During 1997, the need for a South African Cable Yarding Safety and Operating Handbook was identified as being important to the South African Forestry Industry, to help improve the safety and efficiency of local cable yarding operations. A great deal of literature was available at the time from many international sources but no single document satisfied South African specific needs. South Africa has a unique combination of terrain conditions, road spacing, tree sizes, cable yarder sizes and configurations amongst other variables.
This South African Standard for Time-studies will provide a common and standard time-study methodology for the South African Forest Industry; a protocol that does not currently exist. Its implementation will serve the purpose of aligning the South African Forest Industry with international forest operations development and assist with the "modernisation" of the Industry’s forest operations.
The first edition of this document was known as the Harvesting Code of Practice and resulted from a project initiated by Forest Engineering Southern Africa (FESA) in 1992. In the second edition of the document, it was renamed the Guidelines for Forest Engineering Practices in South Africa, and was published in 1999.
Timber harvesting offers many challenges to practitioners, harvesting planners and harvesting managers. Among these challenges is the selection and optimal application of harvesting equipment and systems for ground based harvesting operations. Ground based equipment and systems can operate successfully under a wide range of conditions, and the conditions suitable to each system can overlap considerably.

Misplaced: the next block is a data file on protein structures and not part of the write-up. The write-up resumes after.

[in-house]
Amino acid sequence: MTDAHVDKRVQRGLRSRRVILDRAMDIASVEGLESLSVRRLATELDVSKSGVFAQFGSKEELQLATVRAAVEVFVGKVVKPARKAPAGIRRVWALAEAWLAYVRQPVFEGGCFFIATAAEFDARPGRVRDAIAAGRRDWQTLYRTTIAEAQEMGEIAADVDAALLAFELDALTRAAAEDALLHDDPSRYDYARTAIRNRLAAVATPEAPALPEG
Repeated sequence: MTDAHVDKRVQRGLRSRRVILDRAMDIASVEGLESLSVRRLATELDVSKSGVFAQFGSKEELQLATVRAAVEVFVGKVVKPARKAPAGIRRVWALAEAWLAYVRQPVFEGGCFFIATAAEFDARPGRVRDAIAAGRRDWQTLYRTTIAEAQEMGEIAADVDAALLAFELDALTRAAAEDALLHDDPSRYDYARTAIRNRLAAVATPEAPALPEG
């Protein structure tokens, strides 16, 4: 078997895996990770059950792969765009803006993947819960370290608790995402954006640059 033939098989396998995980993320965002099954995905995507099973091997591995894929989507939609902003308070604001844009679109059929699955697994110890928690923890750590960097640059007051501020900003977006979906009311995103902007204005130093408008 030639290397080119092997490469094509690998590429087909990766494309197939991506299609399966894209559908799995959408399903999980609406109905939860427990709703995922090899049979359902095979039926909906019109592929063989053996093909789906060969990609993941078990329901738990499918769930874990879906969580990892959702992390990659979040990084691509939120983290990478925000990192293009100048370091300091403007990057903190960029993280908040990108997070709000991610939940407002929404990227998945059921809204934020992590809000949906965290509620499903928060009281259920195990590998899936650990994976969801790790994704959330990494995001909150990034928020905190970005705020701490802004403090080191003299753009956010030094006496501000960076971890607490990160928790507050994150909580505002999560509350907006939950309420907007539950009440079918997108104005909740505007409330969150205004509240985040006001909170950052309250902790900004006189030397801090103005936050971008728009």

The objective of this handbook is to compile all of the information needed to effectively plan and carry out forest road construction and maintenance operations in one location. Many handbooks exist on forest road construction and maintenance, but none have been written for the South African forest industry. A wide-ranging group of experts was brought together to determine the content and layout of this publication. Forest roads provide required access for management of forest resources.
The research conducted at the Wattle Research Institute / Institute for Commercial Forestry Research and by other individuals and organisations over the past fifty years has played an important role in transforming a species introduced into South Africa as a tree to be used for shade for livestock, shelterbelts, windbreaks and for fuelwood, into a major plantation species that contributes substantially to the South African Forestry and Forest Products sector.